Moderate political conflict is an important prerequisite for the successful functioning of any democratic society. It depends upon the existence of individuals open to conversion on specific issues and willing to be recruited into political parties and groups. The supportive influence of conflict increases where individuals are subject to cross-pressures through overlapping memberships and where a variety of cleavages cross-cut one another. Rather than resulting in disintegration, the diversity of political conflict tends to promote cohesion, since an individual may be a member of a majority on one issue and a member of a minority on another.1 In a comparative context a bi-polar conflict, that is one which sustains two distinct and self-perpetuating communities ranged around a single allpervasive cleavage, is rare. Extremism is likely to flourish because of the system’s inability to resolve negotiable political issues and be encouraged by the tendency of the two groups to isolate their respective followers from conflicting stimuli, a process achieved by further intensifying the saliency of the dominant cleavage.2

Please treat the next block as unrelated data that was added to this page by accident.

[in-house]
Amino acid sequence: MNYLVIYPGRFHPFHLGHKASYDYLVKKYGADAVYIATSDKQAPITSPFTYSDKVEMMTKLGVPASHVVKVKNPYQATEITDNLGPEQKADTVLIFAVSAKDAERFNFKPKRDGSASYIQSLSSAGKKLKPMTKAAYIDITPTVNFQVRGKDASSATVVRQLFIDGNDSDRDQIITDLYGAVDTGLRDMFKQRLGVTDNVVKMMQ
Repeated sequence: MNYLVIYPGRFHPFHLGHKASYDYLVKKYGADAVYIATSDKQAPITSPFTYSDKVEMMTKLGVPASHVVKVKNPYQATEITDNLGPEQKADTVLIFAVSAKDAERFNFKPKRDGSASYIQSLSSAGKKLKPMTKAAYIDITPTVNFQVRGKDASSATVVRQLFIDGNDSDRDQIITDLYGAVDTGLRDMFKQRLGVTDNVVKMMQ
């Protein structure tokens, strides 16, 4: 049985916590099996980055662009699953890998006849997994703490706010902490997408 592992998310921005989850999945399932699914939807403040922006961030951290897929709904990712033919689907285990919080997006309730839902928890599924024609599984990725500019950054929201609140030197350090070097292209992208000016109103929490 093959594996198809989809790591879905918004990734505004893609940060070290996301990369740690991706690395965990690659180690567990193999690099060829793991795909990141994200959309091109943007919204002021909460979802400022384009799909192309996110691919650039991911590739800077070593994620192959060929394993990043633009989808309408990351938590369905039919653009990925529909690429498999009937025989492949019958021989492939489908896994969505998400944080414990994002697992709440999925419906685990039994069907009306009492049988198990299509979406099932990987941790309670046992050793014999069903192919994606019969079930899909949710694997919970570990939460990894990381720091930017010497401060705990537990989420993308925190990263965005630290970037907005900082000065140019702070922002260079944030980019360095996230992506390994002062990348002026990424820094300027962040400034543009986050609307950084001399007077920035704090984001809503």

Political Party Electoral System Political Group British Government Irish Unity 
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    S. M. Lipset, Political Man, (London: Heinemann, 1971) pp. 87–9.Google Scholar
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    Robert A. Dahl, Regimes and Oppositions, (New Haven: Yale University Press, 1973) pp. 4–5.Google Scholar
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© Ian McAllister 1977

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  • Ian McAllister

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